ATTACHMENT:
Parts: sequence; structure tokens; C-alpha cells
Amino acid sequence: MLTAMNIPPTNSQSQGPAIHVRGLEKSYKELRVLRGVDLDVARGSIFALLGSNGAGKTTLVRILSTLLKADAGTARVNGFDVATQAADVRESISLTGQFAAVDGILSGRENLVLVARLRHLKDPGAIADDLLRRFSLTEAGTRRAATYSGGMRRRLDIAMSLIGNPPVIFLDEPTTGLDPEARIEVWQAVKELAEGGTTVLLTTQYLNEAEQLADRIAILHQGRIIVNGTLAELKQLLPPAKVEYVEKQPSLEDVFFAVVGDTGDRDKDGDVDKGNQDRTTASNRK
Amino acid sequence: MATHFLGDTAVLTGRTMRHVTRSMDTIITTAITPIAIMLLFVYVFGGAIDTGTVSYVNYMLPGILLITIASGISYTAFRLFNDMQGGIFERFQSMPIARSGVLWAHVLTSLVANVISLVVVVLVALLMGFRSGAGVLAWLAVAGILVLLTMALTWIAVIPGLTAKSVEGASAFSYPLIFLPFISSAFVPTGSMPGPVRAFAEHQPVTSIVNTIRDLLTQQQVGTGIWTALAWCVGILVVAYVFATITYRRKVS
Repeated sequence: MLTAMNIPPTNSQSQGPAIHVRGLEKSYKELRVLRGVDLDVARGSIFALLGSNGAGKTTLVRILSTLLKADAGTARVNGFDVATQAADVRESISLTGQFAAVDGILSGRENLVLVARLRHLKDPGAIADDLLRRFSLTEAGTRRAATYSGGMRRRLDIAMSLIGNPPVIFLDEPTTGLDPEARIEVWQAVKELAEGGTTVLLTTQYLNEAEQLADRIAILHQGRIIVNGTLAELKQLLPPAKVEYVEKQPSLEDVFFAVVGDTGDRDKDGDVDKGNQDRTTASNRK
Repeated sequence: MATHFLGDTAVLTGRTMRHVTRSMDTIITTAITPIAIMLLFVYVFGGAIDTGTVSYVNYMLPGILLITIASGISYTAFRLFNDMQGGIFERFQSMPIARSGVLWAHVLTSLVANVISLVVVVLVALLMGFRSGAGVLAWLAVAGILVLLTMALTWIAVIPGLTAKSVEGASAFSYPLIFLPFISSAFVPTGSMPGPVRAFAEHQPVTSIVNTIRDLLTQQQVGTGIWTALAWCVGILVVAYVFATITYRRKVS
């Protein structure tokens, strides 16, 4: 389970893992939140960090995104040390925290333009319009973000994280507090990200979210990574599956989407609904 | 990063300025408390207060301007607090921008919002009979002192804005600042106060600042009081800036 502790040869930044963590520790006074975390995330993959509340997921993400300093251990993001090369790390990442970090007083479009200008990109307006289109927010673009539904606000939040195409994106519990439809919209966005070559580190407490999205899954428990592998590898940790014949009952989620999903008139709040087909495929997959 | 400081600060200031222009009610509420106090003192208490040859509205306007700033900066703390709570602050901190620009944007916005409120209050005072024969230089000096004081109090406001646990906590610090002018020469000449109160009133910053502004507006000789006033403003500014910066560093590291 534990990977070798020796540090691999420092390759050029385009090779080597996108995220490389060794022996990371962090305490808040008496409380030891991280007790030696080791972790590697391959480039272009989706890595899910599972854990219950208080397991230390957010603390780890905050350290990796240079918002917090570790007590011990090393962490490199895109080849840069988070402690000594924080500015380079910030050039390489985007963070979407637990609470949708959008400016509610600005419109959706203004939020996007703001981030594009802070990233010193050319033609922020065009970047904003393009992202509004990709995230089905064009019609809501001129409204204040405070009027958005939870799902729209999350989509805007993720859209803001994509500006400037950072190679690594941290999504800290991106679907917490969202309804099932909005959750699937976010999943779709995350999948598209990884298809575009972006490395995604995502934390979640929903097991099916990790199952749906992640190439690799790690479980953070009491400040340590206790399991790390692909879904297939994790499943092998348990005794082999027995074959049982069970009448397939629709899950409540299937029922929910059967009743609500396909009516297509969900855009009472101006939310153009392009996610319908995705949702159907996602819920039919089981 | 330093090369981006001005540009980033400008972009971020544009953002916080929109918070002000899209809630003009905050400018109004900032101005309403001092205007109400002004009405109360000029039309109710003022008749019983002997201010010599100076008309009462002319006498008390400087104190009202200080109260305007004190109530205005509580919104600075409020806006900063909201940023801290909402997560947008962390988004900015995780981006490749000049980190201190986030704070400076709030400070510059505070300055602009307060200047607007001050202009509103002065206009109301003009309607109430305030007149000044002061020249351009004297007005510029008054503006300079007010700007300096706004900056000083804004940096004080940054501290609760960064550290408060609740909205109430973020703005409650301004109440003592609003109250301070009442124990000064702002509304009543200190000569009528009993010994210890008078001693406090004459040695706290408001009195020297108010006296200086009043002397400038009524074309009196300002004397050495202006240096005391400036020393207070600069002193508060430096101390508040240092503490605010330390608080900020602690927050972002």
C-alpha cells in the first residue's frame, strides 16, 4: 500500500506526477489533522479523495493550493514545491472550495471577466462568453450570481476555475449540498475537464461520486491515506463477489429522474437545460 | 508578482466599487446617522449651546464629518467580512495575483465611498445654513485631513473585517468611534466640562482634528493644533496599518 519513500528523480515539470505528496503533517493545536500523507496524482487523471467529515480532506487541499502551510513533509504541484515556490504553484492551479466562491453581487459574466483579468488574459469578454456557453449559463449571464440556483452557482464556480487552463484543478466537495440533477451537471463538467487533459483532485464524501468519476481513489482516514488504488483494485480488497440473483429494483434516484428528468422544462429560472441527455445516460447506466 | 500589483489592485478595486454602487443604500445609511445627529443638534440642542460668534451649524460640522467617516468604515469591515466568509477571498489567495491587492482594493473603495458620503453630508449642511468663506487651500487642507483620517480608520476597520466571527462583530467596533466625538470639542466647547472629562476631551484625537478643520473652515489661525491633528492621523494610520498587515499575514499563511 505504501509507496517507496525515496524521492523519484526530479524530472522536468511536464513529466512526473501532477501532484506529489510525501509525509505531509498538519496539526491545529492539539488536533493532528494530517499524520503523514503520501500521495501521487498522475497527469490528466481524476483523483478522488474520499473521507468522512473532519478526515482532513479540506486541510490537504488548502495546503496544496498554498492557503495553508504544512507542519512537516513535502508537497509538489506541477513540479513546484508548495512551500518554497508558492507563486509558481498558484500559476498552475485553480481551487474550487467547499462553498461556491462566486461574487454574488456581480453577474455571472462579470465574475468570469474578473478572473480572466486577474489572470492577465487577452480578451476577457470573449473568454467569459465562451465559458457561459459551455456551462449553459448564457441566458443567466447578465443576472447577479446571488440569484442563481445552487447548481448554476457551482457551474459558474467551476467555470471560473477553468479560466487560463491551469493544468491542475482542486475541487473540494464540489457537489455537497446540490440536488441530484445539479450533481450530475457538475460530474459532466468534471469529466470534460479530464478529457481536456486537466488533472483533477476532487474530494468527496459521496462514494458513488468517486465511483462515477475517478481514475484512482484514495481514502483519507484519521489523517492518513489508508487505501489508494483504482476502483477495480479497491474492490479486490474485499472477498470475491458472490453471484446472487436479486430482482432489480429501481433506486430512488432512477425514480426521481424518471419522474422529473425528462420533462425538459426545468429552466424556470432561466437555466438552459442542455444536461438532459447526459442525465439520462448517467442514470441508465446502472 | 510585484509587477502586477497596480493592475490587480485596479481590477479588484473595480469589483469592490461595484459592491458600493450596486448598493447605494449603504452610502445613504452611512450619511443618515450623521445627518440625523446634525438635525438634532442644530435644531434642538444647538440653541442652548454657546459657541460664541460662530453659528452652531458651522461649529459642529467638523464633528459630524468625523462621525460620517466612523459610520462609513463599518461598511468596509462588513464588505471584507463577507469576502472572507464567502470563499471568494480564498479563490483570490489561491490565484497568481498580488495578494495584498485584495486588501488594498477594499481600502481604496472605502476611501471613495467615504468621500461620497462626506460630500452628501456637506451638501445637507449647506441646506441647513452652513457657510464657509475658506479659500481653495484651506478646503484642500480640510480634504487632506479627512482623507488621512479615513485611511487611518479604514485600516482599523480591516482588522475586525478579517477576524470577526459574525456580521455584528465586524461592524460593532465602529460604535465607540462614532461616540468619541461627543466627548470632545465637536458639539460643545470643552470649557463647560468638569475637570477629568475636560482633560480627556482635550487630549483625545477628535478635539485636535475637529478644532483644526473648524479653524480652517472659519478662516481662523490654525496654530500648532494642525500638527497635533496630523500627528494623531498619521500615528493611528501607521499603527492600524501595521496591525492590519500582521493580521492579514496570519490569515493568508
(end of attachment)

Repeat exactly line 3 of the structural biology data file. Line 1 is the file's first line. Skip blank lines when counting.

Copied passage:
Amino acid sequence: MATHFLGDTAVLTGRTMRHVTRSMDTIITTAITPIAIMLLFVYVFGGAIDTGTVSYVNYMLPGILLITIASGISYTAFRLFNDMQGGIFERFQSMPIARSGVLWAHVLTSLVANVISLVVVVLVALLMGFRSGAGVLAWLAVAGILVLLTMALTWIAVIPGLTAKSVEGASAFSYPLIFLPFISSAFVPTGSMPGPVRAFAEHQPVTSIVNTIRDLLTQQQVGTGIWTALAWCVGILVVAYVFATITYRRKVS